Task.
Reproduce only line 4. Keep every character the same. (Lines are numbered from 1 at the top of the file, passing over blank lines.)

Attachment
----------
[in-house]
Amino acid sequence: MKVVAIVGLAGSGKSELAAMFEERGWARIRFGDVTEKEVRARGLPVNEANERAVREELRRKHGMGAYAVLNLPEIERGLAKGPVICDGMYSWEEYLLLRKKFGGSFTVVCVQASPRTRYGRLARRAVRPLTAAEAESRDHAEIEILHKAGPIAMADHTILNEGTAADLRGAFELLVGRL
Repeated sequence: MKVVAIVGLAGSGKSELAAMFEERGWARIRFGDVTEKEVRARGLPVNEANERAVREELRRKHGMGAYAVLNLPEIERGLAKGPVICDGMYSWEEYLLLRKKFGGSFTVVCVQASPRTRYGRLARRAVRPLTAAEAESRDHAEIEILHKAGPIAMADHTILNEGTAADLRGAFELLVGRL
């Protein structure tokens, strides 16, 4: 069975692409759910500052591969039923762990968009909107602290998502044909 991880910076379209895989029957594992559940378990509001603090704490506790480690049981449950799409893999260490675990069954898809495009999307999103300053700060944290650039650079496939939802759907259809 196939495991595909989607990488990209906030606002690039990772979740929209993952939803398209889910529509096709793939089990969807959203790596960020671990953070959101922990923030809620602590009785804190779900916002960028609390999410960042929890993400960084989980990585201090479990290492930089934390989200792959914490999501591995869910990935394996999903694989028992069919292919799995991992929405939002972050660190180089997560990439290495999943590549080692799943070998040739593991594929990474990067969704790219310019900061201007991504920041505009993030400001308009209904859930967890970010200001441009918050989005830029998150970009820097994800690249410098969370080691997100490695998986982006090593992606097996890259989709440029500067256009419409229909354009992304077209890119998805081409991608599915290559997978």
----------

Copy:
């Protein structure tokens, strides 16, 4: 069975692409759910500052591969039923762990968009909107602290998502044909 991880910076379209895989029957594992559940378990509001603090704490506790480690049981449950799409893999260490675990069954898809495009999307999103300053700060944290650039650079496939939802759907259809 196939495991595909989607990488990209906030606002690039990772979740929209993952939803398209889910529509096709793939089990969807959203790596960020671990953070959101922990923030809620602590009785804190779900916002960028609390999410960042929890993400960084989980990585201090479990290492930089934390989200792959914490999501591995869910990935394996999903694989028992069919292919799995991992929405939002972050660190180089997560990439290495999943590549080692799943070998040739593991594929990474990067969704790219310019900061201007991504920041505009993030400001308009209904859930967890970010200001441009918050989005830029998150970009820097994800690249410098969370080691997100490695998986982006090593992606097996890259989709440029500067256009419409229909354009992304077209890119998805081409991608599915290559997978």